And this too is true: As we walk through the following days of our collective American lives, our African-American compatriots cannot be certain that each white person is racist because as a people we made race less important. Racism is not gone, certainly, but it's smaller, diminished. And apathy, too, is weakened. Our young came out in droves to do what their elders failed to do in so many ways.
Four years ago I stopped teaching. It was too difficult for me, the nightmare so great, to go back into the classroom and teach writing, to allow students to say before I said, to allow stories and narratives to emerge naturally. I wrote instead, angry essays begging my fellow citizens to hear me, just a mommy, an American mother, asking for an investigation. I said over and over in so many ways - men cursed us on 9/11, not G-d, and we need to be sure who those men are and how they succeeded so powerfully to change everything in this country, for so many years. An investigation, particularly in light of what seemed like the absence of free and fair elections in our country, was, in my opinion, nothing short of an emergency.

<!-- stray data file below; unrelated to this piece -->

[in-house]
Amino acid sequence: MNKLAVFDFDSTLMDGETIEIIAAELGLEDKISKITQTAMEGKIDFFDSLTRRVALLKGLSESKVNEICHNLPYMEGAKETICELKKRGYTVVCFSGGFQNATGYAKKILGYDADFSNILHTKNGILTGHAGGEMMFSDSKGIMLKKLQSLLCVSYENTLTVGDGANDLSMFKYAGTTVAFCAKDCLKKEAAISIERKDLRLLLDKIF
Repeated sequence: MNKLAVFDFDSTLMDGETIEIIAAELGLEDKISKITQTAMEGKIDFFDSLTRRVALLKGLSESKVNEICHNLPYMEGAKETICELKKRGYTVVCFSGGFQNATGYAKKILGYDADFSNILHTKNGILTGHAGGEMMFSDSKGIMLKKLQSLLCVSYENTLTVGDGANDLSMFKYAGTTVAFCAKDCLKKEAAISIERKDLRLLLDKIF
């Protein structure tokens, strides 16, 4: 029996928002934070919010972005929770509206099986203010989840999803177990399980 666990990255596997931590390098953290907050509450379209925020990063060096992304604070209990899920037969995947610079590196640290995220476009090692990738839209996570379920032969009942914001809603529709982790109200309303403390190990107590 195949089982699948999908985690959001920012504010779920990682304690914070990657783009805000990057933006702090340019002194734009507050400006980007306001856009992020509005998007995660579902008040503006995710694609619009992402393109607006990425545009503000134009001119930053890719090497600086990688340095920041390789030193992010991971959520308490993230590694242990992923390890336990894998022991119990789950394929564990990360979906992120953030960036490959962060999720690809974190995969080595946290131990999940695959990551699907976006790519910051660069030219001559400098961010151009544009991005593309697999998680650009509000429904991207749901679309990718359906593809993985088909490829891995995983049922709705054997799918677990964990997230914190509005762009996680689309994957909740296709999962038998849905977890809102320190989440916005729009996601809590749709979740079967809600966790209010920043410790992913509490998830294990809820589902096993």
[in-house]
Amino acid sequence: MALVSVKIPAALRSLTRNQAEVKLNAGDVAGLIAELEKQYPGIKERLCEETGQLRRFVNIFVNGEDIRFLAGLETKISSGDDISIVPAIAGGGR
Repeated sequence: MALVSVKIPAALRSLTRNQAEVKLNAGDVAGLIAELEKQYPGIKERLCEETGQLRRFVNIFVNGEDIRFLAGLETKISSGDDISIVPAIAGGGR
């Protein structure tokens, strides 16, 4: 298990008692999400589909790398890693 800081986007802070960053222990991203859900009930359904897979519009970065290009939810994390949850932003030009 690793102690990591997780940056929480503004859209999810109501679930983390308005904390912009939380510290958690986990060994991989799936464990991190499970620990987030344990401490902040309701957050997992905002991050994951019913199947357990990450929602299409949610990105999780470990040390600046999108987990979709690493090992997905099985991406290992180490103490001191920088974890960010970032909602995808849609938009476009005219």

And here we are. And here I am. Back to the classroom this semester because I missed my students. Stumbling a bit in the classroom because I've been gone so long and much has changed. No longer as confident at leading those deep conversations, but starting again in baby steps. Like my fellow Americans, still learning who we are.